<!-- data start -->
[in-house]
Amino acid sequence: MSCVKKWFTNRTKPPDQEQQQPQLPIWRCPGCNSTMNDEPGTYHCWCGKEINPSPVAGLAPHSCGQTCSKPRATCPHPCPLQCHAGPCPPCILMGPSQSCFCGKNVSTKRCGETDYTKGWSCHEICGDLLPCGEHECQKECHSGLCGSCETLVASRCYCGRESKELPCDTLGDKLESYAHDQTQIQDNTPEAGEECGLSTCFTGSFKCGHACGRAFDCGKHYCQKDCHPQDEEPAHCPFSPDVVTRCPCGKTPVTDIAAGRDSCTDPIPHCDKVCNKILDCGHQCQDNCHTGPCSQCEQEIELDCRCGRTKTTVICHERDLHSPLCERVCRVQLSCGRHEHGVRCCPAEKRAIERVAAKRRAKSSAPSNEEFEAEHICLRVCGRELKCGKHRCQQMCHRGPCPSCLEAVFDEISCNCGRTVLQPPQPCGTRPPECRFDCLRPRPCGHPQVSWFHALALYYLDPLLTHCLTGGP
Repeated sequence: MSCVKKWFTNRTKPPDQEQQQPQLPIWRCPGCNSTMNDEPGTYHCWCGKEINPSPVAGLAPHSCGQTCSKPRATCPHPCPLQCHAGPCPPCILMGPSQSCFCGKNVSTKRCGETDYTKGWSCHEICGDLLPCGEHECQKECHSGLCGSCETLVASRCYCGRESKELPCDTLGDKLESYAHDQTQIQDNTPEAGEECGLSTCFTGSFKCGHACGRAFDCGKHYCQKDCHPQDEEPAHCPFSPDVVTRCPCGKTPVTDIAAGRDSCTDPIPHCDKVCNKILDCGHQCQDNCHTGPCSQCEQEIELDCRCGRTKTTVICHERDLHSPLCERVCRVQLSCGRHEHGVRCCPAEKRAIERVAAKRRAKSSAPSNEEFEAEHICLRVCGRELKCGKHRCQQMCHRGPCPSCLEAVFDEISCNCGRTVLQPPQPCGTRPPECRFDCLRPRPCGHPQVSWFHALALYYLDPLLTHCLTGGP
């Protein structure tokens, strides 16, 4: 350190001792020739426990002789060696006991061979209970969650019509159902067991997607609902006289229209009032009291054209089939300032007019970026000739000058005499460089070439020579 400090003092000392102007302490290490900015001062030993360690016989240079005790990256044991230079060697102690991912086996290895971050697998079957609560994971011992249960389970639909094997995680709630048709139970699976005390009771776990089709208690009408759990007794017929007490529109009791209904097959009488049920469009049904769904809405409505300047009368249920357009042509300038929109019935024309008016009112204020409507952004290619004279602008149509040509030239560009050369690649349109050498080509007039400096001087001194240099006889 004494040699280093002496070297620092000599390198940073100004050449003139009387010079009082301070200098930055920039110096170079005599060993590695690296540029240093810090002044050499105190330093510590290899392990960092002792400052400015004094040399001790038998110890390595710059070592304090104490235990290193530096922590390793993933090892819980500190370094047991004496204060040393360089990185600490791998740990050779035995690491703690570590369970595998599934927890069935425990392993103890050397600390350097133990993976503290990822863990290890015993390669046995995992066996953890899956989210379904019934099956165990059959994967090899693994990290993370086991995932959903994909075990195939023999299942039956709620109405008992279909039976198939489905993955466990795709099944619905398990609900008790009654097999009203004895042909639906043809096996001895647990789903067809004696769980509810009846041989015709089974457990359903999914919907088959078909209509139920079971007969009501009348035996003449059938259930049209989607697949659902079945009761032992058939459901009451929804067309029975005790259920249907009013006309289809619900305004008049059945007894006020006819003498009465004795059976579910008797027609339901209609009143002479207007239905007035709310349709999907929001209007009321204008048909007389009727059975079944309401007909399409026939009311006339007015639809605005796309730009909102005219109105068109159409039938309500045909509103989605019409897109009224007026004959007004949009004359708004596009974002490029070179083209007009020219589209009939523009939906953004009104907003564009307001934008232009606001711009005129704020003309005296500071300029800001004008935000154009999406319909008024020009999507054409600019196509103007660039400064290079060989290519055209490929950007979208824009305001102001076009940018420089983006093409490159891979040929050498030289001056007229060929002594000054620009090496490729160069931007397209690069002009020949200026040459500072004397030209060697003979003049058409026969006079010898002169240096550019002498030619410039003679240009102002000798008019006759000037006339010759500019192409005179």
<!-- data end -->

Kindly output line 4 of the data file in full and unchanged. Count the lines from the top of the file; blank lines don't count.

């Protein structure tokens, strides 16, 4: 350190001792020739426990002789060696006991061979209970969650019509159902067991997607609902006289229209009032009291054209089939300032007019970026000739000058005499460089070439020579 400090003092000392102007302490290490900015001062030993360690016989240079005790990256044991230079060697102690991912086996290895971050697998079957609560994971011992249960389970639909094997995680709630048709139970699976005390009771776990089709208690009408759990007794017929007490529109009791209904097959009488049920469009049904769904809405409505300047009368249920357009042509300038929109019935024309008016009112204020409507952004290619004279602008149509040509030239560009050369690649349109050498080509007039400096001087001194240099006889 004494040699280093002496070297620092000599390198940073100004050449003139009387010079009082301070200098930055920039110096170079005599060993590695690296540029240093810090002044050499105190330093510590290899392990960092002792400052400015004094040399001790038998110890390595710059070592304090104490235990290193530096922590390793993933090892819980500190370094047991004496204060040393360089990185600490791998740990050779035995690491703690570590369970595998599934927890069935425990392993103890050397600390350097133990993976503290990822863990290890015993390669046995995992066996953890899956989210379904019934099956165990059959994967090899693994990290993370086991995932959903994909075990195939023999299942039956709620109405008992279909039976198939489905993955466990795709099944619905398990609900008790009654097999009203004895042909639906043809096996001895647990789903067809004696769980509810009846041989015709089974457990359903999914919907088959078909209509139920079971007969009501009348035996003449059938259930049209989607697949659902079945009761032992058939459901009451929804067309029975005790259920249907009013006309289809619900305004008049059945007894006020006819003498009465004795059976579910008797027609339901209609009143002479207007239905007035709310349709999907929001209007009321204008048909007389009727059975079944309401007909399409026939009311006339007015639809605005796309730009909102005219109105068109159409039938309500045909509103989605019409897109009224007026004959007004949009004359708004596009974002490029070179083209007009020219589209009939523009939906953004009104907003564009307001934008232009606001711009005129704020003309005296500071300029800001004008935000154009999406319909008024020009999507054409600019196509103007660039400064290079060989290519055209490929950007979208824009305001102001076009940018420089983006093409490159891979040929050498030289001056007229060929002594000054620009090496490729160069931007397209690069002009020949200026040459500072004397030209060697003979003049058409026969006079010898002169240096550019002498030619410039003679240009102002000798008019006759000037006339010759500019192409005179």